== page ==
As Valentine’s Day approaches, florists, jewelers and chocolatiers are preparing for one of their busiest selling seasons. According to the National Retail Federation, in 2020 consumers added $27.4 billion to the economy via Valentine-related purchases. It’s a big day for retailers, but they’re not the only ones hard at work to make the holiday a success. We may not think of bugs as the most romantic of creatures, but they play a key role in the production of many traditional Valentine’s Day gifts. Here are five popular gifts that insects can help produce:
Human-hybridized roses, like the double-flowered red variety we traditionally associate with Valentine’s Day, often have such tight petals that pollinators can’t reach the plant’s pollen. As a result, commercially grown ornamental roses are typically either self-pollinating, or are manually cross-pollinated by humans for certain qualities.
In the wild, however, single-flowered wild roses are visited by many different bee, butterfly and bird species, making them an extremely versatile pollinator plant. If your sweetheart dreams of having their own rose garden, consider planting one using native varieties with simple, open blooms.
Chocolate is derived from the cacao tree, whose small, intricate flowers are pollinated by tiny flies in the biting midge, or no-see-um, family. Chocolate midges are native to dense, shady rainforests, and typically lay their eggs in leaf litter. They are not abundant in modern cacao plantations, in which cacao trees are more sparsely planted in forest clearings for ease of access. Trees pollinated by midges in natural settings are, however, significantly more productive.
Small-scale, shade-grown cacao farms benefit biodiversity in many ways. Candy companies of all sizes are looking for ways to integrate the practice into their supply chain, with some companies purchasing shade trees for suppliers that have long farmed in clearings. In the future, you can expect to see more shade-grown chocolate in the supermarket.
Pollinators are the ultimate fragrance connoisseurs. Plants that depend on cross-pollination draw in insect, bat and bird species with their enticing scents. Just as humans are drawn to perfumes and colognes in attractive packaging, the appearance of flowers also determines which pollinators are most likely to pay a visit.
A common saying in the fragrance industry is that there is “no perfume without jasmine.” About 80% of commercial perfumes contain ingredients derived from jasmine flowers, typically from common jasmine (Jasminum officinale). This plant primarily grows in central Asia and is especially important to moths, which are drawn to its white flowers and the fragrance of jasmine, which is most potent at dusk.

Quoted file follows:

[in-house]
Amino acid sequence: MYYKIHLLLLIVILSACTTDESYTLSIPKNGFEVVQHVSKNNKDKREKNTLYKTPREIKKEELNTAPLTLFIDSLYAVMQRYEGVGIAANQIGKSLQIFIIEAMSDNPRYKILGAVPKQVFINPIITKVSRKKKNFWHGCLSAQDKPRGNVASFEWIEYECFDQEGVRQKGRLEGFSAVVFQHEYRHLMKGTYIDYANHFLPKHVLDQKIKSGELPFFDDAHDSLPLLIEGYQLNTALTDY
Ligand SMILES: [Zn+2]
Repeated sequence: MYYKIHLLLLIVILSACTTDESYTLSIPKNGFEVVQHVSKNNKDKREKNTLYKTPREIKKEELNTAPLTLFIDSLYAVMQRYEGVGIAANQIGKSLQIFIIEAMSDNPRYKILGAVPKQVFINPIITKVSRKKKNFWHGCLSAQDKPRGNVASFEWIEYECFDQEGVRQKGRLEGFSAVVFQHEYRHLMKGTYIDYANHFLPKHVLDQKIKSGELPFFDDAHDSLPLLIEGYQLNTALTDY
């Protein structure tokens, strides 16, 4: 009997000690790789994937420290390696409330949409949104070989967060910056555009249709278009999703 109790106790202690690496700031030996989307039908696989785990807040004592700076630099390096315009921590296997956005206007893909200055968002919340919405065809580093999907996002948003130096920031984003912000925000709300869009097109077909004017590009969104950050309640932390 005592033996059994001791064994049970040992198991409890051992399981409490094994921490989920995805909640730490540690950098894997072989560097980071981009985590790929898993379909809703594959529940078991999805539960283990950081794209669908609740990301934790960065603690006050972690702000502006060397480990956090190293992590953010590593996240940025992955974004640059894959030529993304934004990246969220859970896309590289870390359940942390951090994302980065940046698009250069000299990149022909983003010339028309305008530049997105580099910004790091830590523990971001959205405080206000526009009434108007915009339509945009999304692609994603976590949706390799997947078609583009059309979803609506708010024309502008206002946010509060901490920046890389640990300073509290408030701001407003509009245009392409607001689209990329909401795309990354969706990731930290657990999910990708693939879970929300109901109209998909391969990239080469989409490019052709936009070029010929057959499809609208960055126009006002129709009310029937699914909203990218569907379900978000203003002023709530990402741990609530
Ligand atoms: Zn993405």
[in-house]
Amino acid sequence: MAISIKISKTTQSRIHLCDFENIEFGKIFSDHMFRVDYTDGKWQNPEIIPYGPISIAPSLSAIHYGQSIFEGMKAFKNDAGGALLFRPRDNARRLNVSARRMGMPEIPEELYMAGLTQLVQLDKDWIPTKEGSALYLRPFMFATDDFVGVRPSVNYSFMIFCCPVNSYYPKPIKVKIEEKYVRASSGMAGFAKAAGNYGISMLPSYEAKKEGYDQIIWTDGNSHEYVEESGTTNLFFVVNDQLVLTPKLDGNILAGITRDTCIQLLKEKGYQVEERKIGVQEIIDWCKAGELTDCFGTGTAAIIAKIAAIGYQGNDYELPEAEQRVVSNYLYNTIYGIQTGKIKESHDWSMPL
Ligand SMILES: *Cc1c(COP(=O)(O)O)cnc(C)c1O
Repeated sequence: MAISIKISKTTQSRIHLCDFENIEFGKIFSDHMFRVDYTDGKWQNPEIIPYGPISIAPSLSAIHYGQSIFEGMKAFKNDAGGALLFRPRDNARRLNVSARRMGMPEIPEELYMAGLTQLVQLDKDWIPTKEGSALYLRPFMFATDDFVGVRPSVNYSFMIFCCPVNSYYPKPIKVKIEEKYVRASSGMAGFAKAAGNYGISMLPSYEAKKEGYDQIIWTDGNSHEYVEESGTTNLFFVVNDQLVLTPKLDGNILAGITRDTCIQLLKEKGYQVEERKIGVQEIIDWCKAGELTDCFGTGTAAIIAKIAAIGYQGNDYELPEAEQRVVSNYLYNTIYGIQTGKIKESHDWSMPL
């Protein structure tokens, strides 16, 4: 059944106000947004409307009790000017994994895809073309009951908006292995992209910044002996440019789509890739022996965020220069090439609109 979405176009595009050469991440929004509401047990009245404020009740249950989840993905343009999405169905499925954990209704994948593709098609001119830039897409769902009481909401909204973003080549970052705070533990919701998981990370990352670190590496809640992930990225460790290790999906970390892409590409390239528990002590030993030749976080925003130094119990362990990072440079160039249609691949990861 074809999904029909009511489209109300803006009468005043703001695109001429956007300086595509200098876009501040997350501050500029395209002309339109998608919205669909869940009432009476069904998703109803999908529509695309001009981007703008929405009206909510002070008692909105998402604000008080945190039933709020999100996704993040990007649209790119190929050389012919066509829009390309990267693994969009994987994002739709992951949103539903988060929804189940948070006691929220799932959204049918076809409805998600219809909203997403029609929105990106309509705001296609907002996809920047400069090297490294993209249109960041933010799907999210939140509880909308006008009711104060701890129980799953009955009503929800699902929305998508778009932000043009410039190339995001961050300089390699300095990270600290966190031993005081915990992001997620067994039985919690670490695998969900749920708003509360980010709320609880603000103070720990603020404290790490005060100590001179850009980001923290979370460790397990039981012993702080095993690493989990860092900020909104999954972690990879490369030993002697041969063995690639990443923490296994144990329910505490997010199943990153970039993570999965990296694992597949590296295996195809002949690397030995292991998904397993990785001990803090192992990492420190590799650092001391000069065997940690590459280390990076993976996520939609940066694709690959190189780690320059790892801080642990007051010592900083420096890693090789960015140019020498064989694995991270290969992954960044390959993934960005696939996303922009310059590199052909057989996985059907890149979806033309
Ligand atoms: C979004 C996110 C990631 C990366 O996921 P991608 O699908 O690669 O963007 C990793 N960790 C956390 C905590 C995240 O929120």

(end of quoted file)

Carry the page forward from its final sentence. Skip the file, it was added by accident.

While the Jasminum family is not native to North America, nocturnal and crepuscular pollinators are generally attracted to plants with pale, clustered blooms that open around dusk — to support moths in your area, start by researching native flowers with these qualities.
Termites create mounds by both burrowing underground and building upwards. Researchers in Australia and Cambodia have recently examined how the above-ground structures they create can reflect the mineral composition of the earth below. The phenomenon is still being studied, but some operations have already begun surveying mounds to identify mining sites in a cost-efficient way that minimizes disturbance to land. They may not be welcome in your home, but we already know that termites play an important role as detritivores. We may soon be thanking them for our necklaces and watches, too.
Most grapes are self-pollinating, but wasps can still play important roles in wine production. California vineyards use parasitic wasps to take over the eggs of invasive glassy-winged sharpshooters, which spread disease to grapes. Additionally, when some wasp and hornet species feed on growing grapes, they leave remnants of brewer’s yeast in the fruit. This allows the fermentation process to start before grapes are even picked, resulting in wines with a more complex flavor. This Valentine’s Day consider supporting a vineyard that has adopted nature-based solutions in their pest control and grape cultivation practices, and raise a glass to wasps.
While we think of things like flowers and their fragrance as Valentine’s Day luxuries, insects rely on these resources throughout the year. To show local bugs some love this February, consider the ways in which your workplace can support them. Pollinator projects are a popular way to accomplish this. To get you started, WHC has compiled a list of resources on our Celebrating Pollinators page.